Friendship influences during early adolescence: The special role of friends' grade point average

Thomas D. Cook*, Yingying Deng, Emily Morgano

*Corresponding author for this work

Research output: Contribution to journalArticlepeer-review

81 Scopus citations


This study examines how a wide variety of diverse friendship group attributes affect changes in indicators of school performance, social behavior, and mental health between early seventh and late eighth grade. Nine hundred and one middle school students named their friends. Independent data from these friends were used to construct friendship groups that were then characterized in terms of their mean level on measures of academic performance, social behavior, psychological closeness, and structure. Two novel conclusions emerge from the study. First, nearly all the friendship effects are domain-specific. That is, peer attributes in the school domain affect individual school performance outcomes, while peer attributes in the social behavior domain affect individual social behavior. Second, friends' grade point average (GPA) is the most powerful single friendship attribute. It has the largest total effect, the most consistent effects within its own school performance domain, and the sole reliable cross-domain impact - on an index of negative social behavior that taps into acting out and drug use. The within-domain peer effects mostly replicate past findings, though the methodological controls used here are more extensive than in past studies and so provide a stronger causal warrant. ©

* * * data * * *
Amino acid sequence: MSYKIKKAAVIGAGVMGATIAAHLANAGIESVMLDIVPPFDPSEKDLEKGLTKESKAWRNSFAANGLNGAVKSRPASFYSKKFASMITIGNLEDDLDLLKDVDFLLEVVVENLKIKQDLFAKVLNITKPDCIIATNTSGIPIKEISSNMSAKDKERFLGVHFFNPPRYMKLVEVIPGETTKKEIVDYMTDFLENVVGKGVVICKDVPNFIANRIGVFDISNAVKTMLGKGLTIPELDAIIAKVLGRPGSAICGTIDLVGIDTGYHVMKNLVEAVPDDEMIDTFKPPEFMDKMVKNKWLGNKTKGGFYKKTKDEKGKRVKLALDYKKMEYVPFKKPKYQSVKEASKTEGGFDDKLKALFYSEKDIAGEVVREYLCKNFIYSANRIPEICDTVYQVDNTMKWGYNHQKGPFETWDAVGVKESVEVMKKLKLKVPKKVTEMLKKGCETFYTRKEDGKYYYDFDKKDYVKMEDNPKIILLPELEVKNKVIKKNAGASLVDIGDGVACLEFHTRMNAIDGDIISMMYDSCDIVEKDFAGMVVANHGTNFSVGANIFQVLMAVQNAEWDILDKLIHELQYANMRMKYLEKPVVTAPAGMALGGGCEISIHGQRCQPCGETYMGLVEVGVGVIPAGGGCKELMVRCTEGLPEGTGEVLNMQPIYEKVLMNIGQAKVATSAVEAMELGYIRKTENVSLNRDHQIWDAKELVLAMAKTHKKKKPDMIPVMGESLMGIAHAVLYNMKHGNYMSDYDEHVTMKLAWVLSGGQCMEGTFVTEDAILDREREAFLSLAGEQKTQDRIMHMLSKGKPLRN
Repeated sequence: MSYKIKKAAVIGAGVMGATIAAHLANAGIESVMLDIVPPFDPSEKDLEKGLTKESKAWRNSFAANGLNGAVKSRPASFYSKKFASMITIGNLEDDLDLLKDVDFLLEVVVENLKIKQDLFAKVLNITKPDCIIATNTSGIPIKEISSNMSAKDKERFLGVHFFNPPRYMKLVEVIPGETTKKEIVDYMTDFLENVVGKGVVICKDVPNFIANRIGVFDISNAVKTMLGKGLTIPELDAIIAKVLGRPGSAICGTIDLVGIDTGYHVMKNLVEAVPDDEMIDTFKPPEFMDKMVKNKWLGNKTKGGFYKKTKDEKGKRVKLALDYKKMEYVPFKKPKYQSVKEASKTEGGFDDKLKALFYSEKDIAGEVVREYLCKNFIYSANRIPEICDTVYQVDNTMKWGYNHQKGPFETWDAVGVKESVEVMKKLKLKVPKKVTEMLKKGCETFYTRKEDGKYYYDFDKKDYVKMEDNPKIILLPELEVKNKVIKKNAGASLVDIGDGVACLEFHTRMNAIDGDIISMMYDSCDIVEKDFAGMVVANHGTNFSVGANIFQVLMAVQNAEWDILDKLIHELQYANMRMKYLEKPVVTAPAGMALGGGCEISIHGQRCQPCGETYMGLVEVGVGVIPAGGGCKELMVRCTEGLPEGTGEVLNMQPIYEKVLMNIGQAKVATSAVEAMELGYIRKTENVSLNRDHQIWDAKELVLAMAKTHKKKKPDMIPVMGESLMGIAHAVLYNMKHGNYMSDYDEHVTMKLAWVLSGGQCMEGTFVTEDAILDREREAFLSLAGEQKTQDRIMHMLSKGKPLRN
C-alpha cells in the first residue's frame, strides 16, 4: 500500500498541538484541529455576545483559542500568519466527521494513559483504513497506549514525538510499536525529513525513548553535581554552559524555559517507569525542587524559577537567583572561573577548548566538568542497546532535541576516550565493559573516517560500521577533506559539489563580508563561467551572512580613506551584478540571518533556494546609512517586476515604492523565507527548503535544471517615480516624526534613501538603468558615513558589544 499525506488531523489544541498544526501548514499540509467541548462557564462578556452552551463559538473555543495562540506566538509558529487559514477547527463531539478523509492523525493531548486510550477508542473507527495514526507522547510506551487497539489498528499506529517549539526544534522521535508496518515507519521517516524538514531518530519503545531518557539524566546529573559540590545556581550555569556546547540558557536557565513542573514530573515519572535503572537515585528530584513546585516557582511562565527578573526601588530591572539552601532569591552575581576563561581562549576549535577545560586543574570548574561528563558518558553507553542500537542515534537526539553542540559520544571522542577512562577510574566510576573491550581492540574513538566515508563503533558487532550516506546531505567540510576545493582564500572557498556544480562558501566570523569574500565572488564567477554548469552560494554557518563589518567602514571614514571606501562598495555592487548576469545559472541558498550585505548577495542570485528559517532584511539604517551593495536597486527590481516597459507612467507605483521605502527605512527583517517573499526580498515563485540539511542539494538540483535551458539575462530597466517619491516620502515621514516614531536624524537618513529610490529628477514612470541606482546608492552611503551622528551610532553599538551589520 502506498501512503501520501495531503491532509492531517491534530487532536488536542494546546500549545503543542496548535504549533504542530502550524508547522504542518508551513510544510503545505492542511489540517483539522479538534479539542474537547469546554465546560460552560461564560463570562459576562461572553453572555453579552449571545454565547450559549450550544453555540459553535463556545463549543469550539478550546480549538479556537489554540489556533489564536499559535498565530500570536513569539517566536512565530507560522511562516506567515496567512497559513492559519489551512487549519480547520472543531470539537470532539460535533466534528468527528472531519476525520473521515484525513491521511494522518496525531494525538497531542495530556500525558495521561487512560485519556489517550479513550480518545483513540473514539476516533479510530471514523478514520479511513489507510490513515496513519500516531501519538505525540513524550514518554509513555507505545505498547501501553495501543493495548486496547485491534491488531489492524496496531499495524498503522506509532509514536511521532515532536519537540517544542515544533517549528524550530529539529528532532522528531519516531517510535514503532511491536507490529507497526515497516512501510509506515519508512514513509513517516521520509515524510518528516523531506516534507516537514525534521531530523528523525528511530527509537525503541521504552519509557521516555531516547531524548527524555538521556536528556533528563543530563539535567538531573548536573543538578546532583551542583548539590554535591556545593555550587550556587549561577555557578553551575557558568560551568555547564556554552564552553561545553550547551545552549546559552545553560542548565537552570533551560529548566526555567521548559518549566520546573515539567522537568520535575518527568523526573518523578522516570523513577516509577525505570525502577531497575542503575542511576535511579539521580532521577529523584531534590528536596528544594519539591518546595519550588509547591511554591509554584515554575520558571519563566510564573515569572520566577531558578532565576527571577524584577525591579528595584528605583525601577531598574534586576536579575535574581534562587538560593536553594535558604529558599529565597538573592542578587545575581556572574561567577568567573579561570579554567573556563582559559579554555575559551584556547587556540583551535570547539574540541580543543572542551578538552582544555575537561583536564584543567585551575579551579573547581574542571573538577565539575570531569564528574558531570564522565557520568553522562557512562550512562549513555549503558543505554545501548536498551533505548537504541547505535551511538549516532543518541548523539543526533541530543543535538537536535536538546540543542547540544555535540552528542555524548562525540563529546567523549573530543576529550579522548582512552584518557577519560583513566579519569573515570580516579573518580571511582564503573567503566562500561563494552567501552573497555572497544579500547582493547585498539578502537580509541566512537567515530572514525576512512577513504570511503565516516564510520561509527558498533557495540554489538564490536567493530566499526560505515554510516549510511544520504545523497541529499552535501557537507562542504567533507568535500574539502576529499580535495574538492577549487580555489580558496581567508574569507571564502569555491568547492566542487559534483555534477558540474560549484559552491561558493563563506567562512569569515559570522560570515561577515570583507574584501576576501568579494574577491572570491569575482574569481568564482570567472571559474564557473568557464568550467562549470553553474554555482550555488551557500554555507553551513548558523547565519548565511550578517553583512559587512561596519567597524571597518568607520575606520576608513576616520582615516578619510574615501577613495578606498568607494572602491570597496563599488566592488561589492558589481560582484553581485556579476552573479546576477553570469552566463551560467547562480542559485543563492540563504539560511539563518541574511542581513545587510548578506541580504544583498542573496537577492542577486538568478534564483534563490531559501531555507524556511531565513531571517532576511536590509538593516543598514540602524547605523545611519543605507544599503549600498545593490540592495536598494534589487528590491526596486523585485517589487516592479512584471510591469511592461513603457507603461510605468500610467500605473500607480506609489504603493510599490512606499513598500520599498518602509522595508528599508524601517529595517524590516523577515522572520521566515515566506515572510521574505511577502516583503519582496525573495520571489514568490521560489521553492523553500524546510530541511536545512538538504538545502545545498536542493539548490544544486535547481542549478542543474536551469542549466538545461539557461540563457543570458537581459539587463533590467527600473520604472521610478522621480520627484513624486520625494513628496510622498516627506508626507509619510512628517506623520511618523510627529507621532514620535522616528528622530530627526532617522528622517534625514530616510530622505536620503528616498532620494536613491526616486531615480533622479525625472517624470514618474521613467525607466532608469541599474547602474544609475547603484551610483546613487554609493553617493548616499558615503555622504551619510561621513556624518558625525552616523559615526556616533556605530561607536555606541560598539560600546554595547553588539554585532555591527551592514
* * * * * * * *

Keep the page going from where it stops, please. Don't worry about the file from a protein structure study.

Original languageEnglish (US)
Pages (from-to)325-356
Number of pages32
JournalJournal of Research on Adolescence
Issue number2
StatePublished - May 2007

ASJC Scopus subject areas

  • Cultural Studies
  • Developmental and Educational Psychology
  • Social Sciences (miscellaneous)
  • Behavioral Neuroscience


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